) and edges (edges
). trace
function traces the computational graph rooted at a given node and returns the set of nodes and edges that represent the graph. draw_dot
that takes a root
node as input and generates a visualization of the computational graph rooted at the root
node using the Graphviz library. Digraph
object named dot
with the format set to SVG and the graph attribute rankdir
set to 'LR' to arrange the nodes from left to right. trace
function is called to retrieve the set of nodes and edges that represent the computational graph rooted at the root
node. nodes
set. For each node n, it assigns a unique ID (uid
) based on the node's ID using str(id(n))
. It converts the data
and grad
arrays of the node into string representations using np.array2string
with specified precision, separator, and suppression of small values. It creates the label for the node by combining the node's label, data string, and gradient string. The node is added to the graph with the unique ID, label, and shape 'record' to visualize the node as a record-shaped box. n._op
), it adds an additional node to the graph with a unique ID based on the node's ID and operation, and labels it with the operation. An edge is added from the operation node to the current node (n
) in the graph. edges
in the edges set. For each edge (n1
, n2
), it adds an edge from the ID of the first node (n1
) to the ID of the second node (n2
) concatenated with the operation name (n2._op
). dot
). draw_dot
function generates a visualization of the computational graph rooted at a given node by creating nodes and edges in a Digraph
object using Graphviz. The nodes represent the Value
instances in the graph, and the edges represent the dependencies between the nodes based on their parent-child relationships. The labels of the nodes display information such as the node's label, data, and gradient.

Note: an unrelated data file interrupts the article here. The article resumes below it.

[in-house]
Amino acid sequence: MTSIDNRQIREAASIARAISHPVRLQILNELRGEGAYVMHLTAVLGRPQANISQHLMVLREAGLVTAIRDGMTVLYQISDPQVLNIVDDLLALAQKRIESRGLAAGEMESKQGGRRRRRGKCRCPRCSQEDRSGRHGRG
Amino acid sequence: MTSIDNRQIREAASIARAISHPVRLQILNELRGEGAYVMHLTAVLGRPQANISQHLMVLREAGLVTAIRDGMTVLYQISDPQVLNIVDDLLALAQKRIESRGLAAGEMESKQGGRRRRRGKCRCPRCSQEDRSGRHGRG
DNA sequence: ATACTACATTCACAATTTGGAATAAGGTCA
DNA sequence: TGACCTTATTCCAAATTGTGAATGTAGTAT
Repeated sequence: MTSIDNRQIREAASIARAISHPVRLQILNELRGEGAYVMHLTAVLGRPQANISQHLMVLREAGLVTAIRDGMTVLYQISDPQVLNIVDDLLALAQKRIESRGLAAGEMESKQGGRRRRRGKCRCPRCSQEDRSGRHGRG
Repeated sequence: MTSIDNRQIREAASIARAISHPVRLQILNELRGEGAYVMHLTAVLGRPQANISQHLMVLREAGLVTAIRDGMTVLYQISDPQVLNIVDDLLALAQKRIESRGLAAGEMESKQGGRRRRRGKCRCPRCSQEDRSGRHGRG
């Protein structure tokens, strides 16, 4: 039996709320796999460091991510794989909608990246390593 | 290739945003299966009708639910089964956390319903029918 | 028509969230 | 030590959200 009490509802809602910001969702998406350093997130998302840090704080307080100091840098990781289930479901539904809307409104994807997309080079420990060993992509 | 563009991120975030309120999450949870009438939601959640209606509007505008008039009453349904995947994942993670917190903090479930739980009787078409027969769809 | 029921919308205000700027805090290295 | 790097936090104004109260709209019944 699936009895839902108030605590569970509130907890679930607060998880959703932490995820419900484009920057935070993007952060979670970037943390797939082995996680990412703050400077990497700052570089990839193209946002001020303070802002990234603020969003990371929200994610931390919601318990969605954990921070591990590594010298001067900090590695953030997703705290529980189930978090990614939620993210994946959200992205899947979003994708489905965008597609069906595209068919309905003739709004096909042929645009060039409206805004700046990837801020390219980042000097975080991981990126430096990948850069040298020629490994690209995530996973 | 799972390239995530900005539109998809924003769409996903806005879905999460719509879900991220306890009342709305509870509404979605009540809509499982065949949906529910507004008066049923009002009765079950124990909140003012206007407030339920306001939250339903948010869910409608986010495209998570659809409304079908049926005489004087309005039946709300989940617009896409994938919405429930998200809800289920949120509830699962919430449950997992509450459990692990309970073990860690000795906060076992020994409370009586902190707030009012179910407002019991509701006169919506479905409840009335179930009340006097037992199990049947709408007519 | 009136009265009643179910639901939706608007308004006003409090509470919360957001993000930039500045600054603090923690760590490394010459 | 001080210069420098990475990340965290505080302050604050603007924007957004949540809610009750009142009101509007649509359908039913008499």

o
through backward propagation to determine its impact on the hyperbolic tangent function (tanh). random
module, which is used for generating random numbers. Neuron
class is defined, representing a single neuron in a neural network.
__init__
method initializes the neuron with random weights and a bias. The number of input connections (inputs) to the neuron is specified by nin. The weights are randomly initialized using the random.uniform
function between -1 and 1, and stored in a list self.w
. The bias is also randomly initialized and stored in self.b
. __call__
method implements the behavior of the neuron. Given an input x
, it calculates the weighted sum of inputs multiplied by weights, adds the bias, applies the hyperbolic tangent function to the result (activation), and returns the output of the neuron. parameters
method returns the parameters of the neuron, which include the weights (self.w)
and the bias (self.b)
. Neuron
class represents a single neuron in a neural network. It has methods for initialization, computing the output of the neuron, and retrieving the neuron's parameters. The neuron's weights and bias are randomly initialized within a specified range. The neuron computes its output by calculating the weighted sum of inputs, adding the bias, and applying the hyperbolic tangent function to the result. The neuron's parameters include the weights and bias. Layer
class is defined, representing a layer of neurons in a neural network.
__init__
method initializes a layer with a specified number of input neurons (nin
) and output neurons (nout
). It creates a list of nout
neurons by using a list comprehension. Each neuron in the list is created by calling the Neuron
class with nin as the number of input connections. __call__
method computes the output of each neuron in the layer given an input x
. It iterates over the neurons in the layer and calls each neuron with x
, collecting the outputs in a list named outs
. If there is only one output neuron, it returns the output directly; otherwise, it returns the list of outputs. parameters
method returns the parameters of all neurons in the layer. It achieves this by iterating over the neurons in the layer and calling the parameters
method of each neuron. The parameters of each neuron are then flattened into a single list using a list comprehension and returned. Layer
class represents a layer of neurons in a neural network. The layer is initialized with a specified number of input and output neurons. The layer contains a list of neurons, each created with the specified number of input connections. The layer's __call__